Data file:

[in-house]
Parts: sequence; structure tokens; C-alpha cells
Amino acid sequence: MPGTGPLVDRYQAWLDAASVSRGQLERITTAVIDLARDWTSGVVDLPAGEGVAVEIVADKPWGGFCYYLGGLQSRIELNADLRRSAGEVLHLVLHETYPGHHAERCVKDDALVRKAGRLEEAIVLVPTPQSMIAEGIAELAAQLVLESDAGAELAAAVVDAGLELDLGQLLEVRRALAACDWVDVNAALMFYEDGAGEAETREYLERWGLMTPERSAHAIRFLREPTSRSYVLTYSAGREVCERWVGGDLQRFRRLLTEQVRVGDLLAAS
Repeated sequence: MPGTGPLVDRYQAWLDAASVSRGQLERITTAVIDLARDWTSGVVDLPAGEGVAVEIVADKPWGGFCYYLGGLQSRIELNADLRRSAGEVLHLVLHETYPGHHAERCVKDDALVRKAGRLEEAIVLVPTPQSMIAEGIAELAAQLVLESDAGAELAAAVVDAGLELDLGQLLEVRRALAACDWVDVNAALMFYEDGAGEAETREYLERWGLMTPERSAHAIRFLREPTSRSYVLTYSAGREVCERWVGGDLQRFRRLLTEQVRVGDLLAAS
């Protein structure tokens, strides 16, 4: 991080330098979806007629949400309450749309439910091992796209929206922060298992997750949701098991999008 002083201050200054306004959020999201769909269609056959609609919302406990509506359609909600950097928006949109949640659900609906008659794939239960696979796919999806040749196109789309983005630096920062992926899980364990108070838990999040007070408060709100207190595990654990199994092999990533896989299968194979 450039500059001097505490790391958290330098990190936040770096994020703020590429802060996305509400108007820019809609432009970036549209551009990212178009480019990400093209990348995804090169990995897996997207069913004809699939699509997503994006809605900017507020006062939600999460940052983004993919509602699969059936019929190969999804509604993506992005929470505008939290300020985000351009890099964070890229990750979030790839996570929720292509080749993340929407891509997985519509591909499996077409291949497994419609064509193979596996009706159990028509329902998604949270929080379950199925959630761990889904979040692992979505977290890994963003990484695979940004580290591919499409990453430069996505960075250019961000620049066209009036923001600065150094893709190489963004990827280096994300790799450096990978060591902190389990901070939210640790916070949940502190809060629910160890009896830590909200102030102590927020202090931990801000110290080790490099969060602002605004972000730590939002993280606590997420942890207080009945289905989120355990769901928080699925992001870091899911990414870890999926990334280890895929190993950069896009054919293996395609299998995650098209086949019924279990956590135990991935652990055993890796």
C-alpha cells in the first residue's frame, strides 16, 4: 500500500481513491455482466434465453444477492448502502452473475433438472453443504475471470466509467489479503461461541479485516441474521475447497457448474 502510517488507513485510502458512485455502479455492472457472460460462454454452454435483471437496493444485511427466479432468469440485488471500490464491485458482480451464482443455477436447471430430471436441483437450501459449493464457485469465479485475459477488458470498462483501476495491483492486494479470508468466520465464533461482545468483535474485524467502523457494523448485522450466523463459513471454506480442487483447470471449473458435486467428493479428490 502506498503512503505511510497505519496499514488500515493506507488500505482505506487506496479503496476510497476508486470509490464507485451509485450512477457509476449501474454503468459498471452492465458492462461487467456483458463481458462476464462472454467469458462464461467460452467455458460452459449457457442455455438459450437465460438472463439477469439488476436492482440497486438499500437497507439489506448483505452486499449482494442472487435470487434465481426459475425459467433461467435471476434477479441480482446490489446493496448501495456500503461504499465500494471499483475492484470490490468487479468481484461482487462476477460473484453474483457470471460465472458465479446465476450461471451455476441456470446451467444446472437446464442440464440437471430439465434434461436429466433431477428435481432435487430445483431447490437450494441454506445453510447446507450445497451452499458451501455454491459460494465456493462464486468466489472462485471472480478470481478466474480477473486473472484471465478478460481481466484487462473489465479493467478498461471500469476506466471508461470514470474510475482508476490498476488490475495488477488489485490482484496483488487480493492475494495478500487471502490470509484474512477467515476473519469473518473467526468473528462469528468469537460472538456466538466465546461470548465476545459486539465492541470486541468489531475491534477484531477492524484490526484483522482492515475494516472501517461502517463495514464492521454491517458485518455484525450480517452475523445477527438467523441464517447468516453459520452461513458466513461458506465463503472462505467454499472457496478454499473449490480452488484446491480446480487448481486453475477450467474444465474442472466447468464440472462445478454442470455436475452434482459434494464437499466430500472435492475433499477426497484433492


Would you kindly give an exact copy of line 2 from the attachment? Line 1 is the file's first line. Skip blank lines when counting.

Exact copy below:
Parts: sequence; structure tokens; C-alpha cells